character, and this film is right to go in that direction and explore his alienation
Naturally, his visions and emotions have to lead to something, and they do, as the
film builds up to an extended and supremely executed dramatic climax that serves
also as a compelling lead-in to the sixth installment. With a film series that relies
so much on visuals and action, the big setpiece that closes the film seems like the
biggest question mark for a director such as Yates, who had never before tackled a
project of this magnitude, and with this kind of budget. But he does a fantastic job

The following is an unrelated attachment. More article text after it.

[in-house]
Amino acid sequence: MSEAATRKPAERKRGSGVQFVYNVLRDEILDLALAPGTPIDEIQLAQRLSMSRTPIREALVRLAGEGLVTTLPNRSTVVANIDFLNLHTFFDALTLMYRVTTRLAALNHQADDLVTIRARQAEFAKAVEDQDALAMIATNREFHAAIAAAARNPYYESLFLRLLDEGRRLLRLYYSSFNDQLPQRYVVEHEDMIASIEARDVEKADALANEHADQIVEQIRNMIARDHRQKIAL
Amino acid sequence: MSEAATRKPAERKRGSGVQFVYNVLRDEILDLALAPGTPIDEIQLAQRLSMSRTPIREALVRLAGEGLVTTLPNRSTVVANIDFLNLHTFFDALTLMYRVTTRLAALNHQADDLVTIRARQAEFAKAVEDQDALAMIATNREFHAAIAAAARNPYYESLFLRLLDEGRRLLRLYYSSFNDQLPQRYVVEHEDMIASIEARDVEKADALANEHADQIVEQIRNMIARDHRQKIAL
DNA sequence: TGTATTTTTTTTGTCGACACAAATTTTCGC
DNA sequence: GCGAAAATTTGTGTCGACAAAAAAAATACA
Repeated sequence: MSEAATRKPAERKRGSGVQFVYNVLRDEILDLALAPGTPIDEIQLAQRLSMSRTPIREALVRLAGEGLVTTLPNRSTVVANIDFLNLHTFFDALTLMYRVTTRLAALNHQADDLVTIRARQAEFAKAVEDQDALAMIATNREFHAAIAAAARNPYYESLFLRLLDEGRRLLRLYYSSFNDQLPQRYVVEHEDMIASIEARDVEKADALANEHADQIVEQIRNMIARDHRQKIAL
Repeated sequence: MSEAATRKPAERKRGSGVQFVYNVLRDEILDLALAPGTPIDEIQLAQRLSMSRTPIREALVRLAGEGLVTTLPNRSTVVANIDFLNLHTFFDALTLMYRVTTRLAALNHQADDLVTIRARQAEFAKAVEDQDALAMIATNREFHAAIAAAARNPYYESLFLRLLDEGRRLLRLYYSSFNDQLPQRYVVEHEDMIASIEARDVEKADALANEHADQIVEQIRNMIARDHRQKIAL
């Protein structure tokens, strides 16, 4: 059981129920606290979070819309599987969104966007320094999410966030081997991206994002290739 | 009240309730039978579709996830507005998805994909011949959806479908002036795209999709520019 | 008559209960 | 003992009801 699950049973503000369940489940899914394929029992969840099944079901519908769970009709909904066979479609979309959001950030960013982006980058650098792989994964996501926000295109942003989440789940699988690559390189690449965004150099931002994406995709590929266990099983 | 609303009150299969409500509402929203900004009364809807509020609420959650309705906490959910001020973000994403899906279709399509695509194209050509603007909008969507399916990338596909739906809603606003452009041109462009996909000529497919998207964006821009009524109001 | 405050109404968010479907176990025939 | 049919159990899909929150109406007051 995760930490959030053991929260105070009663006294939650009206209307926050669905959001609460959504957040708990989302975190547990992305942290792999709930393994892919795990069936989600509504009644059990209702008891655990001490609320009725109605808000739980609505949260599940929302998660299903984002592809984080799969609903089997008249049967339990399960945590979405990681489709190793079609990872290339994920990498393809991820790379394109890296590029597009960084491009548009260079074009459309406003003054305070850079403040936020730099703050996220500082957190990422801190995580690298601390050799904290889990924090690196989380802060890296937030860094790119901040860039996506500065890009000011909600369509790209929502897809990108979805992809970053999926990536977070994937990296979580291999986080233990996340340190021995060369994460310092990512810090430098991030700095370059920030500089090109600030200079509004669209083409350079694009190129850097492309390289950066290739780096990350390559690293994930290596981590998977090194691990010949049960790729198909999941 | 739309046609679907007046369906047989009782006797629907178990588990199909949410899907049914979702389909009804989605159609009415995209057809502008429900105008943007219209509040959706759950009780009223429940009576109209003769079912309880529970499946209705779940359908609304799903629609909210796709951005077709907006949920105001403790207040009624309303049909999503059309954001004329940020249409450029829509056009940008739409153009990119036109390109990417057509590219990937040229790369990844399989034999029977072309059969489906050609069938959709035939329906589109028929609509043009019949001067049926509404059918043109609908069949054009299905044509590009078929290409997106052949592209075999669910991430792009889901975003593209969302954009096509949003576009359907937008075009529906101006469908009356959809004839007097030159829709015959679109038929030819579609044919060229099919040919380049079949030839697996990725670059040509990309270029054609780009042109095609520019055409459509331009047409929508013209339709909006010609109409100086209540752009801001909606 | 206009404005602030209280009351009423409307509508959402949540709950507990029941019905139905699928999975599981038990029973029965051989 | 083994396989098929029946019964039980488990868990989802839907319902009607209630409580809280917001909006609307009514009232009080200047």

with the visual exposition of the scene, and able to crisply and urgently tackle
several plot points and character arcs at once.
Yates is the first non-big name director to take a
crack at Harry Potter, but he may have made the second-best film of the whole
series. While it would be difficult to match the lyrical beauty and depth of Alfonso
Cuaron's Prisoner of Azkaban (which, while apparently deviating considerably
from the material, remains one of the best fantasy films to come along in years),
Yates has followed admirably in his predecessors' footsteps, continuing - with the
help of new screenwriter Michael Goldenberg, who may have written the best
script of the series - to take the franchise in interesting directions. The playfulness
of the early films may now be gone, but at the very least, Cuaron, Newell and
Yates have made Chris Columbus a distant memory. And with Yates already
signed on for Half-Blood Prince, we can expect more of the same progress.
Read more by Chris Bellamy